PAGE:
Most believers today are hesitant to make distinctions between ideas or individuals because it sounds offensive as it may appear socially inappropriate, undemocratic, exclusionary, or even arrogant. As such, people are unwilling to express personal convictions unless they appear disagreeable or unpopular. Many believe that the theory of evolution is sacrosanct because they were taught so, and thus they have no reason to question such ideology. This same mindset is collectively shared among most creationists. However, one cannot know something genuinely, without researching the topic. Besides, to be truly unbiased, opposing views must be examined. When discussing the topic of creation and evolution, many creationists approach the situation as an attempt to convert someone to their faith. The majority of other believers use the same approach when defending their faith. However, proving the existence of God or gods and showing the rightness of your beliefs or religion are two different issues. While evidence may be seen as proof of a creator, it does not reveal his identity.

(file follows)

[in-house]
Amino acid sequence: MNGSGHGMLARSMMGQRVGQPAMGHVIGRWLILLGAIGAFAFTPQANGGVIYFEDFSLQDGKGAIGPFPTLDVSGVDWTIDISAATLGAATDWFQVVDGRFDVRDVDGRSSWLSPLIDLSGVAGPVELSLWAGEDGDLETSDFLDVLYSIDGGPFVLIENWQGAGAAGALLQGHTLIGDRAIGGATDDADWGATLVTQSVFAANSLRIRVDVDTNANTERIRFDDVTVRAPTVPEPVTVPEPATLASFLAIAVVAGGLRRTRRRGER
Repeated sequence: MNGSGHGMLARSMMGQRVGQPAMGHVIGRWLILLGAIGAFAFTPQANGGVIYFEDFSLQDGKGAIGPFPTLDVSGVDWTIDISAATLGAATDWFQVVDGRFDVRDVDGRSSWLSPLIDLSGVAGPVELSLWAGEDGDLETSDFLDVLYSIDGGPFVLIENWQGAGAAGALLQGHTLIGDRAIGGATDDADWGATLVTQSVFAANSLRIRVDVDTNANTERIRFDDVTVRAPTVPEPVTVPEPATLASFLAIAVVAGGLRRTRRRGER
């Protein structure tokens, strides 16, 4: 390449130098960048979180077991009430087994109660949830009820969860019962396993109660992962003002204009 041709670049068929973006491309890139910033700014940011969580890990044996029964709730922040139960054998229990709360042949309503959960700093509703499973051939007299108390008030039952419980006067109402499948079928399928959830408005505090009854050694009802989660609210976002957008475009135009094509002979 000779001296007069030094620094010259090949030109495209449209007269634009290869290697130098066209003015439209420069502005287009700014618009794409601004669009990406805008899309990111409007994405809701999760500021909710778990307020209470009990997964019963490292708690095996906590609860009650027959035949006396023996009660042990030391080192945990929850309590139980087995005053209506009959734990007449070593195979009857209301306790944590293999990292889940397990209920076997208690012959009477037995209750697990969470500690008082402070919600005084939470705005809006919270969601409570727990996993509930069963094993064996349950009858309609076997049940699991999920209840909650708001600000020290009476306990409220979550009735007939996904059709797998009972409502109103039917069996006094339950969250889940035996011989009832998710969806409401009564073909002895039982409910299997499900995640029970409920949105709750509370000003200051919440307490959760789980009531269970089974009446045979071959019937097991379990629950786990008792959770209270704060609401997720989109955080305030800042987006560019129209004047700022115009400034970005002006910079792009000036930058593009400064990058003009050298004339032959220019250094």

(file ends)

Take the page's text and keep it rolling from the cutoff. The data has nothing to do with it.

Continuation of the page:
The period of the Enlightenment (or the Age of Reason) was a philosophical movement that occurred between the late seventeenth and early eighteenth centuries, and it drastically changed the mindsets and ideas of the Western society. Previously, these societies primarily held fundamental Christian beliefs that there was a personal God, that He created the world in six literal days, and that there was a universal flood. Even though some individuals within the Western context opposed one or all of the previously mentioned points, society as a whole did not drift from this understanding until the introduction of deism, and ultimately naturalism.

Naturalism and Evolution